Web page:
In the spirit of the soul‐searching seventies, physicists are now uneasily questioning the pace of physics and its proper place in society. They view with foreboding the changes in slope of the funding and employment curves that, along with assessments of changes in public attitudes, are the major social indicators of the health of the physics community. The immediate impact and long‐range threat of reduced research funds, slackening employment opportunities and lower public esteem for physics are the apparent causes for concern. Threatened or imminent hard times are especially difficult to take on the heels of the high expectations that good times engender. This public statement by a distinguished physicist aptly characterizes the situation:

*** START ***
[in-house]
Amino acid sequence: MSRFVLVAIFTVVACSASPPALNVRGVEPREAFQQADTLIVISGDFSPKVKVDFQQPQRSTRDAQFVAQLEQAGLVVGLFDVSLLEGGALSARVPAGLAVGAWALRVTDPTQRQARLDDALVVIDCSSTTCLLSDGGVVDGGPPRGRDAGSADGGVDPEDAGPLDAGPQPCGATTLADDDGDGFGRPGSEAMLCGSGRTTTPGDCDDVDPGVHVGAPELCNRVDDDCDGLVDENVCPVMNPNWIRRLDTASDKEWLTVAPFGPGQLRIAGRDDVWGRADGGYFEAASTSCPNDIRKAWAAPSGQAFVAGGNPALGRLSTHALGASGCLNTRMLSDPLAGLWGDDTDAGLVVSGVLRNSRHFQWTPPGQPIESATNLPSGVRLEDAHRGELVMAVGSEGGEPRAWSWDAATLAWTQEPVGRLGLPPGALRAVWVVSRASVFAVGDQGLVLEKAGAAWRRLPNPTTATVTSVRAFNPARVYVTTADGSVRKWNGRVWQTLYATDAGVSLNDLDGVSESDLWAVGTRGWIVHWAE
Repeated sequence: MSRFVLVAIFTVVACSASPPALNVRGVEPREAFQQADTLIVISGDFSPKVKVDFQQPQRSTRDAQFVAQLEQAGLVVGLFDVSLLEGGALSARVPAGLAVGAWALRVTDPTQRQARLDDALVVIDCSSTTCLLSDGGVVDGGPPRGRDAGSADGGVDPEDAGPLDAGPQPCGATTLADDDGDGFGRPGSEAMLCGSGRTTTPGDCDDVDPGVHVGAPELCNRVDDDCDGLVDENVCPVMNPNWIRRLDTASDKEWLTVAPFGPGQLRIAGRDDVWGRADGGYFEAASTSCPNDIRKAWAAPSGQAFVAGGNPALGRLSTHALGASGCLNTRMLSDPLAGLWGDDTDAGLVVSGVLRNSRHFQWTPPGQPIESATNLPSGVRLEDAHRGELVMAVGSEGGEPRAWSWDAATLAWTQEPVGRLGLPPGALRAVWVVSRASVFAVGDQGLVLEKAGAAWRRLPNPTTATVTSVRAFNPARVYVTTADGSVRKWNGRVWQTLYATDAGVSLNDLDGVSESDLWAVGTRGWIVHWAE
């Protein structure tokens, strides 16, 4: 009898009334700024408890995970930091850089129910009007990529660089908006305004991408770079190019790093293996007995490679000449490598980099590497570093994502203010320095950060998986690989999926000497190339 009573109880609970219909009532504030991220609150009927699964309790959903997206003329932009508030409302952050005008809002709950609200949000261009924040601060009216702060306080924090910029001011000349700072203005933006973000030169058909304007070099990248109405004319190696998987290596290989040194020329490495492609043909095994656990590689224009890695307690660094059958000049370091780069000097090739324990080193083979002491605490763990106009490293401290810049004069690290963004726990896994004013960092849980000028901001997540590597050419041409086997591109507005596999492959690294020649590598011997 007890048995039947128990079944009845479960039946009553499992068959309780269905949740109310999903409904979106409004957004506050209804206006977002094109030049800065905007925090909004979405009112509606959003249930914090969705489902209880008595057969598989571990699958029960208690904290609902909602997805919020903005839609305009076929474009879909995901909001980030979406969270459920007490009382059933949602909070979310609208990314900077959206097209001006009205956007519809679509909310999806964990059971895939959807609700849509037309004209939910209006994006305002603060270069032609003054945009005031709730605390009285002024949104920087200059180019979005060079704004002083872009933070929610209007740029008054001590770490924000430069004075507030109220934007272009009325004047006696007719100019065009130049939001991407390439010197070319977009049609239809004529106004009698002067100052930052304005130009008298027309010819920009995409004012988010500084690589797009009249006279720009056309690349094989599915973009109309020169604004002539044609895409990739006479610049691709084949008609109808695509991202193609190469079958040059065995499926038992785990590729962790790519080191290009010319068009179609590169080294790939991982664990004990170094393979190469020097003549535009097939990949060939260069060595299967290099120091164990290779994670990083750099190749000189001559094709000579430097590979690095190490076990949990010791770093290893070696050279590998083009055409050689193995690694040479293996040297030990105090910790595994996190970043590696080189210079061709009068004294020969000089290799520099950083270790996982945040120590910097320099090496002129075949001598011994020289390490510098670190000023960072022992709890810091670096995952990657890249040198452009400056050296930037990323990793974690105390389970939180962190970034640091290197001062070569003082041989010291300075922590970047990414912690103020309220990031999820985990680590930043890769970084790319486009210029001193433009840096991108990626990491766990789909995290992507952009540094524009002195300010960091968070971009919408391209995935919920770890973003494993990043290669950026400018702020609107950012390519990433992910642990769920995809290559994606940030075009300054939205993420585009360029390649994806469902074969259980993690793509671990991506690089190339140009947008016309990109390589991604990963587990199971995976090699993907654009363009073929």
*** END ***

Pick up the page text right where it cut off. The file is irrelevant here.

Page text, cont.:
Hard times raised hard questions that were not answered in the 1930's and remain on the agenda now.